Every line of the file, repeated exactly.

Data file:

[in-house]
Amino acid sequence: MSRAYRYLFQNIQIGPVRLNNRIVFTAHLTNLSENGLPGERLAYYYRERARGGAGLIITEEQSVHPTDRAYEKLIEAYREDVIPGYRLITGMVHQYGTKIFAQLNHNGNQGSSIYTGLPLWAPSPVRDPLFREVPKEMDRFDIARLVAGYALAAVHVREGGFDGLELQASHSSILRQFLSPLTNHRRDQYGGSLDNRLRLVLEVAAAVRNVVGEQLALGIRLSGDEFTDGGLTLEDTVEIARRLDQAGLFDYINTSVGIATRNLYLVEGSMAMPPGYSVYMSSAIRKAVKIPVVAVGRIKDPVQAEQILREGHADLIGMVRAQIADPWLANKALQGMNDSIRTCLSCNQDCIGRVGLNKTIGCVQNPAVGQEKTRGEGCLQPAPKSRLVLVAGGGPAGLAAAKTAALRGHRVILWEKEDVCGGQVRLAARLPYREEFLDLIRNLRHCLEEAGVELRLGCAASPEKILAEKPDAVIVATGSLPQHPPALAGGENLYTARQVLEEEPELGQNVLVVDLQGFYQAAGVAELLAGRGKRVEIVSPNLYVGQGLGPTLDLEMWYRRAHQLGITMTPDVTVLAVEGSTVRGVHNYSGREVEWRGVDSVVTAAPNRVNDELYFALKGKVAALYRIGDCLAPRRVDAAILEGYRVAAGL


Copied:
[in-house]
Amino acid sequence: MSRAYRYLFQNIQIGPVRLNNRIVFTAHLTNLSENGLPGERLAYYYRERARGGAGLIITEEQSVHPTDRAYEKLIEAYREDVIPGYRLITGMVHQYGTKIFAQLNHNGNQGSSIYTGLPLWAPSPVRDPLFREVPKEMDRFDIARLVAGYALAAVHVREGGFDGLELQASHSSILRQFLSPLTNHRRDQYGGSLDNRLRLVLEVAAAVRNVVGEQLALGIRLSGDEFTDGGLTLEDTVEIARRLDQAGLFDYINTSVGIATRNLYLVEGSMAMPPGYSVYMSSAIRKAVKIPVVAVGRIKDPVQAEQILREGHADLIGMVRAQIADPWLANKALQGMNDSIRTCLSCNQDCIGRVGLNKTIGCVQNPAVGQEKTRGEGCLQPAPKSRLVLVAGGGPAGLAAAKTAALRGHRVILWEKEDVCGGQVRLAARLPYREEFLDLIRNLRHCLEEAGVELRLGCAASPEKILAEKPDAVIVATGSLPQHPPALAGGENLYTARQVLEEEPELGQNVLVVDLQGFYQAAGVAELLAGRGKRVEIVSPNLYVGQGLGPTLDLEMWYRRAHQLGITMTPDVTVLAVEGSTVRGVHNYSGREVEWRGVDSVVTAAPNRVNDELYFALKGKVAALYRIGDCLAPRRVDAAILEGYRVAAGL